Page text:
By this time, too. Bruce was becoming increasingly disenchanted with his setup at Ruby Chow’s. A Seattle restaurant owner and prominent figure in local politics, she had consented to let him stay in one of the rooms above her restaurant in exchange for his services as a busboy and waiter. But, as Taky recalls, “Ruby Chow could be a very domineering person and, in fact, Bruce could be too. So I think there was a little personality clash, and he recognized it was time to get out of there. But Bruce was also a very proud young man and felt he had to make it on his own rather than become a burden on his father by having him send money. And since he was endowed with all this knowledge of martial arts, the guys in the group he was training gathered together and decided to open up a school and try to get some money for him.”
Taky also remembers trying to impress upon the young instructor in spite of his age, he was Bruce’s most dedicated and determined student – and how it eventually paid off. “I was working twice as hard as the other guys,” he explains, “because I was much older than them. One day I was looking out of the corner of my eye to see if this made any impression on Bruce. Of course, he knew exactly what I was doing and I heard him say to one of the other guys: ‘He’ll never make it.’ Naturally this drove me to try that much harder. And even though I was very clumsy, I think he saw I was very dedicated and sincere in what I was trying to do.”
“Then he started to work with me and kind of took me aside and showed me a lot of extra things. The next thing I knew he was grooming me to be his assistant. As time wore on, I did become his assistant instructor, and more or less conducted all his classes.”
“The first school was down in Chinatown, simply because, I suppose, we were more familiar with that area than anywhere else and it was a smaller group at that time. Shortly thereafter, we recognized the limitations of the Chinatown location and since he was going to the university, we felt there would be more potential out that way.”
So the Jun Fan Gung-Fu Institute was relocated along University Way, promoting Bruce and his assistant to step up the demonstrations they had been giving on campus and at various fraternity houses in hopes of drumming up additional business. Initially they were quite successful and maintained what Taky terms “plush” headquarters in a ground floor studio that was part of a brand new apartment complex. The enrollment fee was $22 per month and $17 for juniors.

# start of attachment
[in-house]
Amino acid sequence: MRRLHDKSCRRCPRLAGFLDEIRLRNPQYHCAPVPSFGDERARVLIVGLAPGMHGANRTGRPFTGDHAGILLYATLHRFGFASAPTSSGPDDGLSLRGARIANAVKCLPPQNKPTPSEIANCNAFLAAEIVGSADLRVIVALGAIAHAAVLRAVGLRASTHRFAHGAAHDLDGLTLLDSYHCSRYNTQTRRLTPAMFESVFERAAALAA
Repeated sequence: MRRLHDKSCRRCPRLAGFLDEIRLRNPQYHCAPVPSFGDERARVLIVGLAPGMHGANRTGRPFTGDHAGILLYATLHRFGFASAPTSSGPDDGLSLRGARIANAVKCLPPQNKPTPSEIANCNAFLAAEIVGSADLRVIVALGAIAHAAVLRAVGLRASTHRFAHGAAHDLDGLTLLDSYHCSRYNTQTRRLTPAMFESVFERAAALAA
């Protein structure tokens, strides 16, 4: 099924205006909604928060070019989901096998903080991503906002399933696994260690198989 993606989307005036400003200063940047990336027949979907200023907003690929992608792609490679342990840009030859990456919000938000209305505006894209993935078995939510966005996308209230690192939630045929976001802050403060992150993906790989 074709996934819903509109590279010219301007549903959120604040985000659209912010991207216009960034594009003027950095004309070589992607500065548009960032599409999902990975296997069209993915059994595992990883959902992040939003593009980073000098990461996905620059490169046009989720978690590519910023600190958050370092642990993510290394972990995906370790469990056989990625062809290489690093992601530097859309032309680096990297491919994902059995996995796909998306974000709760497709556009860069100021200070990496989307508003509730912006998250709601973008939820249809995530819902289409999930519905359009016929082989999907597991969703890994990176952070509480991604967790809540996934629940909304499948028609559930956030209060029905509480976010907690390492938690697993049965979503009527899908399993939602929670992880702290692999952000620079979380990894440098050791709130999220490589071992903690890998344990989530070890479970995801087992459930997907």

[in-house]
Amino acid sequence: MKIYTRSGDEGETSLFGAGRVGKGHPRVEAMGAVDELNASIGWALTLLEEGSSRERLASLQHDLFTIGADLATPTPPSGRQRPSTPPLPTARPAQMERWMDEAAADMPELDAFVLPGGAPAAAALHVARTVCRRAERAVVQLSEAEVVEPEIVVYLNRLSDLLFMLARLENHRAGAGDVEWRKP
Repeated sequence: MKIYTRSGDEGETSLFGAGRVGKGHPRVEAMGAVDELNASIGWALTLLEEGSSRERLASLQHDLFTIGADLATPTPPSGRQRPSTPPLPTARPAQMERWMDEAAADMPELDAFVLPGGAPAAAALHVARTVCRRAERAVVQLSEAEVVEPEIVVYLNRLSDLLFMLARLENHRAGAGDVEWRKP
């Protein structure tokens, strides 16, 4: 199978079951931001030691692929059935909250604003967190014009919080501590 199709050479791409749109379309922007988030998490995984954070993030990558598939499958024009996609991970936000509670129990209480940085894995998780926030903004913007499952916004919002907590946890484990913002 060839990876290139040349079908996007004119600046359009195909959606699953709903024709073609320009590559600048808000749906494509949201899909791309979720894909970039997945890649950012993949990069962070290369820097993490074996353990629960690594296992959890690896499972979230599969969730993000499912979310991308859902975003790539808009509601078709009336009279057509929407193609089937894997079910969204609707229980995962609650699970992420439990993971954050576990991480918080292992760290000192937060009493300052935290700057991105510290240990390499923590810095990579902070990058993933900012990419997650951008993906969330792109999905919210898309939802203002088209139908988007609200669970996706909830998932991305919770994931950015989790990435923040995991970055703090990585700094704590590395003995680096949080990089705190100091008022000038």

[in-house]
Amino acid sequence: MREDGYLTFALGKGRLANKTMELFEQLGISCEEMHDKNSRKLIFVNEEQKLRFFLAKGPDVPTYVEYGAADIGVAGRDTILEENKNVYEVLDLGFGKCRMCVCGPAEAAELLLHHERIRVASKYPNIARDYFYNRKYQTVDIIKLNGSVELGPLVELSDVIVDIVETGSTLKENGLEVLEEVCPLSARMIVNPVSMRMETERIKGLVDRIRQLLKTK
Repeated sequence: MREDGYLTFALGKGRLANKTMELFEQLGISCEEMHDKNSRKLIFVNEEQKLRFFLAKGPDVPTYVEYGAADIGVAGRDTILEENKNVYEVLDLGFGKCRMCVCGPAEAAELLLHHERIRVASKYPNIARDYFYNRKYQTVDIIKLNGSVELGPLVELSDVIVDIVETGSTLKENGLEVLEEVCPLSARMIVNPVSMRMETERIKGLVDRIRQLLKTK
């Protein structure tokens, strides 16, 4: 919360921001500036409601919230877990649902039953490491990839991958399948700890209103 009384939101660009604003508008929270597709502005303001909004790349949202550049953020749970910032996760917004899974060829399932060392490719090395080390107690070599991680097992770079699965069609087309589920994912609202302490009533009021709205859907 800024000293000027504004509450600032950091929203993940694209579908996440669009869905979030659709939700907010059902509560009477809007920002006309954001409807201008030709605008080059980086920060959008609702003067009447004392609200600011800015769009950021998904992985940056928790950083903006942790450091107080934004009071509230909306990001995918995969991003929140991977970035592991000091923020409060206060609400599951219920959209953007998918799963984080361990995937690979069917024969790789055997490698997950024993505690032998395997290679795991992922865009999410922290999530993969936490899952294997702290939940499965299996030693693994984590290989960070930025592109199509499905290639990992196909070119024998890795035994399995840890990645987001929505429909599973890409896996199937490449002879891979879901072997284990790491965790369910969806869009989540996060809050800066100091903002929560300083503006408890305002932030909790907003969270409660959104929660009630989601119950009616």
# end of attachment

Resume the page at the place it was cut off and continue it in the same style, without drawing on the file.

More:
During one of Bruce’s early demonstrations, a Japanese Karate black belt took exception to his outspoken opinions and ideas and issued a challenge. Bruce tried to explain it was not his intention to downgrade any particular system but rather to clarify his own methods. But the Karate expert persisted in demanding a bout, telling the sizable crowd that Bruce didn’t “know anything. Don’t listen to this guy”. So Bruce was forced to accept the challenge, and the two departed for a nearby handball court. The challenger wanted first to establish certain ground rules, such as no punching to the head or groin, and going against his usual practice, Bruce accommodated him to an acceptable degree. Still, the outcome of the brief (11 seconds) match was never in doubt. The Karate man opened with a strong kick which Bruce effortlessly avoided before punching his opponent from one end of the court to the other. When it was all over, the challenger lay in a pool of blood. And, as Taky explains, Bruce was quite magnanimous about the whole affair. “The Karate guy was out of school for a whole week after the fight and when he came back, he told all his friends he’d been in a car accident. Rather than embarrass him any further, Bruce just let it go at that.”
About this article: This article was written by Sifu Dan Inosanto as part of a series of articles called “In the 20th Century” in IKF magazine (of which he was a contributing editor in the late 80s, early 90s).
About the video: A personal account by Sifu Taky Kimura on his first meeting with Bruce Lee. This is one of many personal accounts by Sifu Taky available on the Bruce Lee App, available at BruceLeeApp.com.
Filed in: Dan Inosanto